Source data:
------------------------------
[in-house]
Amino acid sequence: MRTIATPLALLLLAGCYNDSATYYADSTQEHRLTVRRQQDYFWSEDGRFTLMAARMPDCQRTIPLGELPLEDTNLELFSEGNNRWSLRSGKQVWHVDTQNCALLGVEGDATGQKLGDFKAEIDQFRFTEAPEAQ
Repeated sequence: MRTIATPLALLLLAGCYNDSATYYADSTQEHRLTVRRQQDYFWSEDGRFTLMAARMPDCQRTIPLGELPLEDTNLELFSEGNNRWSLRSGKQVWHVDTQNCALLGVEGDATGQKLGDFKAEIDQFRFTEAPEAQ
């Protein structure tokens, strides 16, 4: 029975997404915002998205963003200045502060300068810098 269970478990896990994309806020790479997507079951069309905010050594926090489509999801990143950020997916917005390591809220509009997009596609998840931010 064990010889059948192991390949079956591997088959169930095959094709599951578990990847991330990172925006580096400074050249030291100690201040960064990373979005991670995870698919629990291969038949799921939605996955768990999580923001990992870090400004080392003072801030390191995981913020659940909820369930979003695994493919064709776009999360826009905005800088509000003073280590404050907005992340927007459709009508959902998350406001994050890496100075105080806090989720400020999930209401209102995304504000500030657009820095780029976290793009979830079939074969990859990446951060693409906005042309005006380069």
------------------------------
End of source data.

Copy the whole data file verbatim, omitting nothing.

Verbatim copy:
[in-house]
Amino acid sequence: MRTIATPLALLLLAGCYNDSATYYADSTQEHRLTVRRQQDYFWSEDGRFTLMAARMPDCQRTIPLGELPLEDTNLELFSEGNNRWSLRSGKQVWHVDTQNCALLGVEGDATGQKLGDFKAEIDQFRFTEAPEAQ
Repeated sequence: MRTIATPLALLLLAGCYNDSATYYADSTQEHRLTVRRQQDYFWSEDGRFTLMAARMPDCQRTIPLGELPLEDTNLELFSEGNNRWSLRSGKQVWHVDTQNCALLGVEGDATGQKLGDFKAEIDQFRFTEAPEAQ
């Protein structure tokens, strides 16, 4: 029975997404915002998205963003200045502060300068810098 269970478990896990994309806020790479997507079951069309905010050594926090489509999801990143950020997916917005390591809220509009997009596609998840931010 064990010889059948192991390949079956591997088959169930095959094709599951578990990847991330990172925006580096400074050249030291100690201040960064990373979005991670995870698919629990291969038949799921939605996955768990999580923001990992870090400004080392003072801030390191995981913020659940909820369930979003695994493919064709776009999360826009905005800088509000003073280590404050907005992340927007459709009508959902998350406001994050890496100075105080806090989720400020999930209401209102995304504000500030657009820095780029976290793009979830079939074969990859990446951060693409906005042309005006380069």